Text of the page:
Upon his appointment to Canterbury, he shoved his disestablishing sympathies into the closet. Surely he should reach out to those with similar feelings — young, confused Anglicans especially — and tell them it’s OK. It’s OK to feel slightly nauseated by grand occasions of state, to feel that royalist pageantry stifles the spirit of Jesus Christ; and the occasional republican fantasy is nothing to be ashamed of.

Instead, he seems to have taken fright at the weakness of the Church. Maybe one cannot afford to be too honest, when Christian values are so precarious in this culture. Maybe an honest discussion of establishment would make the institution look muddled, weak and inward-looking. Better to look tough and united. Better to keep one’s core constituency on board, and make pleasant noises about the rich national legacy of the Christian monarchy. If in doubt, play the holy heritage card — it will always please the millions of lukewarm, middle-class Anglicans.

And there is another reason to keep deferring the disestablishment debate. The argument about homosexual ordination has shown the Church to be a very shaky marriage between the poles of liberal Catholics and conservative Evangelicals. This frail coalition might collapse without establishment. So it is a genuinely dangerous topic in the present climate.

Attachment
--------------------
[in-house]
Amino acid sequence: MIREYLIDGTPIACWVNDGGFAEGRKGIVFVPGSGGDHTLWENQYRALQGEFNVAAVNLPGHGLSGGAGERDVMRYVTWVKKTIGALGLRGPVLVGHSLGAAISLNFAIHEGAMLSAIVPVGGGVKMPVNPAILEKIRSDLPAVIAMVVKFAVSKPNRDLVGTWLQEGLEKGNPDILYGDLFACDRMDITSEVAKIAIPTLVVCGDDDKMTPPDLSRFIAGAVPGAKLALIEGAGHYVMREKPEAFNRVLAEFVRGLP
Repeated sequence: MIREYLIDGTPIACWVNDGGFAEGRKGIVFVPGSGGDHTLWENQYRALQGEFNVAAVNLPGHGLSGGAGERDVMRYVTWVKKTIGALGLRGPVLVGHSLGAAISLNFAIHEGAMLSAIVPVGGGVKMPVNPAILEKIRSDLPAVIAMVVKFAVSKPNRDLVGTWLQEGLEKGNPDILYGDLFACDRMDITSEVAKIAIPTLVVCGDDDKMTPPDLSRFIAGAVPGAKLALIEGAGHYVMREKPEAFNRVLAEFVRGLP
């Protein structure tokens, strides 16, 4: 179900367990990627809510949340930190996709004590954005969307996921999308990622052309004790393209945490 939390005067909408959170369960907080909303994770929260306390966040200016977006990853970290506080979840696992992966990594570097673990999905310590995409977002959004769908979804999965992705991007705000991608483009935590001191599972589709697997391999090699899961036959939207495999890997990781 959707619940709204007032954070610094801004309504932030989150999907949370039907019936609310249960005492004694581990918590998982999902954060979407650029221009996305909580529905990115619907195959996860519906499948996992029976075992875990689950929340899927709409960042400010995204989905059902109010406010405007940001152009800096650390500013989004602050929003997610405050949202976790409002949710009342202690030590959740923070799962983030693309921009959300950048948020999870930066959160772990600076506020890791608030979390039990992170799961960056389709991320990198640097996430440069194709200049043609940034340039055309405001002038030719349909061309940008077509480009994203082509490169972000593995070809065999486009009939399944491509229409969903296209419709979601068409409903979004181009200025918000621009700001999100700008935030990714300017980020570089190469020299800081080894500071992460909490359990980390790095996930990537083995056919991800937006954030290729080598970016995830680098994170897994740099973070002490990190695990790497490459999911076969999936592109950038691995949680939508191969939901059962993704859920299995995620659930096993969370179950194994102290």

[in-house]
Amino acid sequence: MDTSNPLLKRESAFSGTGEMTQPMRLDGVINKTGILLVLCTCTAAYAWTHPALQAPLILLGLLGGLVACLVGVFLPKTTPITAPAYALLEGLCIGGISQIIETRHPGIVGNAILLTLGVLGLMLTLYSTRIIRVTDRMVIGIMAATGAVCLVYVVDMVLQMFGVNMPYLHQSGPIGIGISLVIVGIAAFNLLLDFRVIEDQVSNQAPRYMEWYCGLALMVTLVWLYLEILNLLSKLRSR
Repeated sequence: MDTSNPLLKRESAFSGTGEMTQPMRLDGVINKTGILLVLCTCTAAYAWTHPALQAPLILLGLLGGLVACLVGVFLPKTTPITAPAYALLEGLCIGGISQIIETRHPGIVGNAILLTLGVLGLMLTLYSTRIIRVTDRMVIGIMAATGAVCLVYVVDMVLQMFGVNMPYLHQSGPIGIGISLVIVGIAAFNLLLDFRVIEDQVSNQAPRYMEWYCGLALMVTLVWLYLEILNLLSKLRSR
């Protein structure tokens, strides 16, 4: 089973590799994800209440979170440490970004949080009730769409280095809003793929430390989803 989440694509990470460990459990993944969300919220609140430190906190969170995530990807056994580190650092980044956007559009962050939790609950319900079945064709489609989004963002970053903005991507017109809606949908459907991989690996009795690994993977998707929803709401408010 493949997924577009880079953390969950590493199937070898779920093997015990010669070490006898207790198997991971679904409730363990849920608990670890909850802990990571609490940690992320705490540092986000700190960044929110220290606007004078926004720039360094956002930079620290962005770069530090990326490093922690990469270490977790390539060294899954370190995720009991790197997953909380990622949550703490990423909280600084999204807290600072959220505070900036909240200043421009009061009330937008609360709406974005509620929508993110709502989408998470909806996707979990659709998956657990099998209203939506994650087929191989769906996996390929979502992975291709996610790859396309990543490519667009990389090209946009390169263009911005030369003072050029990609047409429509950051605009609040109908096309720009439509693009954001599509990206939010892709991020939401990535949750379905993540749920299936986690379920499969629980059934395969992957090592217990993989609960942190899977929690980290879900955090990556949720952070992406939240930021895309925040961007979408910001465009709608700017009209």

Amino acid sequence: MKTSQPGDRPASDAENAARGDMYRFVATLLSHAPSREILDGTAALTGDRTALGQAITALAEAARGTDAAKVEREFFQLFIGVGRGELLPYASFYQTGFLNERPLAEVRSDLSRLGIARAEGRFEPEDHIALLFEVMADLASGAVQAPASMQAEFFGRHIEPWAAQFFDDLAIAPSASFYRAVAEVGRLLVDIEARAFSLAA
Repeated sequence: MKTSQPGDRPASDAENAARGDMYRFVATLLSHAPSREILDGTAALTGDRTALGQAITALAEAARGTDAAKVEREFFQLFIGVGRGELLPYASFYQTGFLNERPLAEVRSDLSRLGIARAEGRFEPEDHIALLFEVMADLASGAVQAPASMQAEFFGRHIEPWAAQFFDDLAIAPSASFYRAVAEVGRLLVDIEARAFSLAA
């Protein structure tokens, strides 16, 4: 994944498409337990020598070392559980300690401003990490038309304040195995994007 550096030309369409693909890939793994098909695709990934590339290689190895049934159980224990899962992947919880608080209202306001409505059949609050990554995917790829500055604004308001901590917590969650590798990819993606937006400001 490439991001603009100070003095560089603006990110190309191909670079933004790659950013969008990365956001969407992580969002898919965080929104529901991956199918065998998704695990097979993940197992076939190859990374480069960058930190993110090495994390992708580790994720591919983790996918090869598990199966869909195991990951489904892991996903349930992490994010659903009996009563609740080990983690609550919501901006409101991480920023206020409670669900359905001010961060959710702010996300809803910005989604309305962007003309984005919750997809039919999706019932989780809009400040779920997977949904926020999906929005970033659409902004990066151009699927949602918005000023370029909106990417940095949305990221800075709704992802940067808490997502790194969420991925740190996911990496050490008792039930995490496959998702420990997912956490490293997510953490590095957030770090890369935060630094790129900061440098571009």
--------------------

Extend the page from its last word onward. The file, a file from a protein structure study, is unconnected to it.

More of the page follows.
Christopher Howse in the Telegraph writes about women’s ordination under the title Dressing up in clerical clothes.

Posted by Simon Sarmiento on Saturday, 19 February 2005 at 12:39pm GMT | TrackBack
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Categorised as: Opinion
Comments

How could the CoE survive dis-establishment? Funds have to come from somewhere, and what alternate source is presently available. All of 900,000 people attend services each week. So the result of this action would be not unlike casting a man unprotected into outer space - thermal shock, boiling blood, pressure differential sucking every last molecule of oxygen out of his lungs, death. Perhaps it is inevitable, but let's at least be honest about it.